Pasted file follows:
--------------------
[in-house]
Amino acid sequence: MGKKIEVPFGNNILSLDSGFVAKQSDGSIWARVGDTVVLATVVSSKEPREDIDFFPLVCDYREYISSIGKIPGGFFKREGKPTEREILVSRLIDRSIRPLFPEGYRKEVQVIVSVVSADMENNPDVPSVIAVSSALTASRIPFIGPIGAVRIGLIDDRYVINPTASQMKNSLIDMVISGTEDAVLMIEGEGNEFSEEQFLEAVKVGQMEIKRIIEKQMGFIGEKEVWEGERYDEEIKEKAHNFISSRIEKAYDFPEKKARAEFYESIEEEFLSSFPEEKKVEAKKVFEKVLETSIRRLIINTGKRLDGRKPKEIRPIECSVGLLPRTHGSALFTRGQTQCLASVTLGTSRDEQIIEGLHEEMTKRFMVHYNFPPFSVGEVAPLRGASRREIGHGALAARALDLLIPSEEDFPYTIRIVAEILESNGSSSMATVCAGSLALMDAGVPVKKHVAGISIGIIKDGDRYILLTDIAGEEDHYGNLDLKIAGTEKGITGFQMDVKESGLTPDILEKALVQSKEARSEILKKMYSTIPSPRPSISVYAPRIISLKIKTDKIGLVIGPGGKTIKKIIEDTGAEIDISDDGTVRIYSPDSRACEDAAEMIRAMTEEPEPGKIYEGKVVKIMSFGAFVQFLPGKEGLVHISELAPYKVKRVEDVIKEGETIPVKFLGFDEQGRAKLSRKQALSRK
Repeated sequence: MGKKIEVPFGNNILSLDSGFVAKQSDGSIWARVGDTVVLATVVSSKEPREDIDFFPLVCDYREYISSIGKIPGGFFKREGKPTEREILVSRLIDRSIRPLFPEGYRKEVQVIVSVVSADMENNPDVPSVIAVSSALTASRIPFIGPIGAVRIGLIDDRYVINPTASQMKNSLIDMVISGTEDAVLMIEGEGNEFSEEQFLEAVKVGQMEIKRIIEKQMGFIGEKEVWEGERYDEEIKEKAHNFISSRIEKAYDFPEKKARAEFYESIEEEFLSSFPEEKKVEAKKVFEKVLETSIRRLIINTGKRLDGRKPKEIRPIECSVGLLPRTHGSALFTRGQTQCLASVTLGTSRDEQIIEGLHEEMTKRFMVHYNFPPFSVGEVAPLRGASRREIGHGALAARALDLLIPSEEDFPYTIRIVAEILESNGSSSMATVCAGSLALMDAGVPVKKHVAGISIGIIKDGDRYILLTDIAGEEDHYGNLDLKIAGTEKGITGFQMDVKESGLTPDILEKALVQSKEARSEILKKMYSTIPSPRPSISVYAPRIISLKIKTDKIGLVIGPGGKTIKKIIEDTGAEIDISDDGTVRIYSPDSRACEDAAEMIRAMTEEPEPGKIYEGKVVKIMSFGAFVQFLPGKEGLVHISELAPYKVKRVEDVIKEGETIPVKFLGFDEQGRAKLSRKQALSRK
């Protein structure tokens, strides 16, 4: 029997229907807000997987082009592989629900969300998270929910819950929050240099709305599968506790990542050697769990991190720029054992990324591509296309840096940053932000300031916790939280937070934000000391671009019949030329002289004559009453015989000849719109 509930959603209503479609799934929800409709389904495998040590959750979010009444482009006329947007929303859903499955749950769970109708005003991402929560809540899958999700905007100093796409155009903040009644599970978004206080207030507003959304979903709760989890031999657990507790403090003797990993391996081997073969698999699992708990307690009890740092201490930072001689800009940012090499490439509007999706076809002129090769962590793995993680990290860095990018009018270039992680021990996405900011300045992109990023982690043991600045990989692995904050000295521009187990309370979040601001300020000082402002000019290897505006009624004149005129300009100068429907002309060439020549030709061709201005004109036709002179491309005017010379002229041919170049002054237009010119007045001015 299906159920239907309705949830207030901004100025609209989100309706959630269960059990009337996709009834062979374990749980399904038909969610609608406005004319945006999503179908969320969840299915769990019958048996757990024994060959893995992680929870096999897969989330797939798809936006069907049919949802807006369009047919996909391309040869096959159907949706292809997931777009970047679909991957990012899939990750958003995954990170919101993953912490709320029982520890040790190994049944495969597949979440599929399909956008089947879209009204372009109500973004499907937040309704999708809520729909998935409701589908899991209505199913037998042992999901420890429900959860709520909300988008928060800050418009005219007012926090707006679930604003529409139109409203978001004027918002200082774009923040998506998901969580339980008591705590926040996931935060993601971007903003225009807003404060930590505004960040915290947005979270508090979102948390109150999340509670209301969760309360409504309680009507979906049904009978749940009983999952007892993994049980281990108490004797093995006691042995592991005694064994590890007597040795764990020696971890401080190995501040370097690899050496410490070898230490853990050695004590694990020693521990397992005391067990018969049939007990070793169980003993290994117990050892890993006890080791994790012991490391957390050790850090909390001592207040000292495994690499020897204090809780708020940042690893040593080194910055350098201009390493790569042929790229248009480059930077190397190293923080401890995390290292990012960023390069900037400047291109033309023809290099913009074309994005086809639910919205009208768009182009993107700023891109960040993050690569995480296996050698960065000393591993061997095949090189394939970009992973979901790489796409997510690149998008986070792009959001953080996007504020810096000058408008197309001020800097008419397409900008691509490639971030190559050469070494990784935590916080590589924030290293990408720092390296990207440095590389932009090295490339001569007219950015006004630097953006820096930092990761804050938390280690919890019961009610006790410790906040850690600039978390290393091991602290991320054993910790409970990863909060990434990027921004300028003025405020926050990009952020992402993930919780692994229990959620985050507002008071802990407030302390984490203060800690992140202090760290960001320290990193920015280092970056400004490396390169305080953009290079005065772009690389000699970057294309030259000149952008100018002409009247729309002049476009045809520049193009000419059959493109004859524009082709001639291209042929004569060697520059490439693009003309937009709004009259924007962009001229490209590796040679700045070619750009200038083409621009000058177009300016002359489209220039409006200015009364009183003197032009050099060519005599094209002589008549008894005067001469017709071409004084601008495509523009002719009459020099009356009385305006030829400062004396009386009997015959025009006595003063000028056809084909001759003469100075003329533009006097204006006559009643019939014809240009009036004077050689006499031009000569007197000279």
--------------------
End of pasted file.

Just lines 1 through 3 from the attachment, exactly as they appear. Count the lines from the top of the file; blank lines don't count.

[in-house]
Amino acid sequence: MGKKIEVPFGNNILSLDSGFVAKQSDGSIWARVGDTVVLATVVSSKEPREDIDFFPLVCDYREYISSIGKIPGGFFKREGKPTEREILVSRLIDRSIRPLFPEGYRKEVQVIVSVVSADMENNPDVPSVIAVSSALTASRIPFIGPIGAVRIGLIDDRYVINPTASQMKNSLIDMVISGTEDAVLMIEGEGNEFSEEQFLEAVKVGQMEIKRIIEKQMGFIGEKEVWEGERYDEEIKEKAHNFISSRIEKAYDFPEKKARAEFYESIEEEFLSSFPEEKKVEAKKVFEKVLETSIRRLIINTGKRLDGRKPKEIRPIECSVGLLPRTHGSALFTRGQTQCLASVTLGTSRDEQIIEGLHEEMTKRFMVHYNFPPFSVGEVAPLRGASRREIGHGALAARALDLLIPSEEDFPYTIRIVAEILESNGSSSMATVCAGSLALMDAGVPVKKHVAGISIGIIKDGDRYILLTDIAGEEDHYGNLDLKIAGTEKGITGFQMDVKESGLTPDILEKALVQSKEARSEILKKMYSTIPSPRPSISVYAPRIISLKIKTDKIGLVIGPGGKTIKKIIEDTGAEIDISDDGTVRIYSPDSRACEDAAEMIRAMTEEPEPGKIYEGKVVKIMSFGAFVQFLPGKEGLVHISELAPYKVKRVEDVIKEGETIPVKFLGFDEQGRAKLSRKQALSRK
Repeated sequence: MGKKIEVPFGNNILSLDSGFVAKQSDGSIWARVGDTVVLATVVSSKEPREDIDFFPLVCDYREYISSIGKIPGGFFKREGKPTEREILVSRLIDRSIRPLFPEGYRKEVQVIVSVVSADMENNPDVPSVIAVSSALTASRIPFIGPIGAVRIGLIDDRYVINPTASQMKNSLIDMVISGTEDAVLMIEGEGNEFSEEQFLEAVKVGQMEIKRIIEKQMGFIGEKEVWEGERYDEEIKEKAHNFISSRIEKAYDFPEKKARAEFYESIEEEFLSSFPEEKKVEAKKVFEKVLETSIRRLIINTGKRLDGRKPKEIRPIECSVGLLPRTHGSALFTRGQTQCLASVTLGTSRDEQIIEGLHEEMTKRFMVHYNFPPFSVGEVAPLRGASRREIGHGALAARALDLLIPSEEDFPYTIRIVAEILESNGSSSMATVCAGSLALMDAGVPVKKHVAGISIGIIKDGDRYILLTDIAGEEDHYGNLDLKIAGTEKGITGFQMDVKESGLTPDILEKALVQSKEARSEILKKMYSTIPSPRPSISVYAPRIISLKIKTDKIGLVIGPGGKTIKKIIEDTGAEIDISDDGTVRIYSPDSRACEDAAEMIRAMTEEPEPGKIYEGKVVKIMSFGAFVQFLPGKEGLVHISELAPYKVKRVEDVIKEGETIPVKFLGFDEQGRAKLSRKQALSRK